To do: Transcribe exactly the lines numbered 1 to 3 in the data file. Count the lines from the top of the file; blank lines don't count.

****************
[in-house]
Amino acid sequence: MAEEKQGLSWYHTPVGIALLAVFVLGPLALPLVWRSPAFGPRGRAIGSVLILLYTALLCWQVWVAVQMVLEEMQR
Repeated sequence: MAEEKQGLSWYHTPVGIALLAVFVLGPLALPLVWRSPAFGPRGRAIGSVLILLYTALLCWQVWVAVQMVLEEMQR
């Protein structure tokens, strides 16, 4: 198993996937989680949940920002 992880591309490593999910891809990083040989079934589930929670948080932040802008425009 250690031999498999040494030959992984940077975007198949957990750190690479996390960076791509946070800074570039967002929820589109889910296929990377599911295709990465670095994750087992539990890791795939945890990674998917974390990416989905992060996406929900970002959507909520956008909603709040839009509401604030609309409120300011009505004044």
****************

[in-house]
Amino acid sequence: MAEEKQGLSWYHTPVGIALLAVFVLGPLALPLVWRSPAFGPRGRAIGSVLILLYTALLCWQVWVAVQMVLEEMQR
Repeated sequence: MAEEKQGLSWYHTPVGIALLAVFVLGPLALPLVWRSPAFGPRGRAIGSVLILLYTALLCWQVWVAVQMVLEEMQR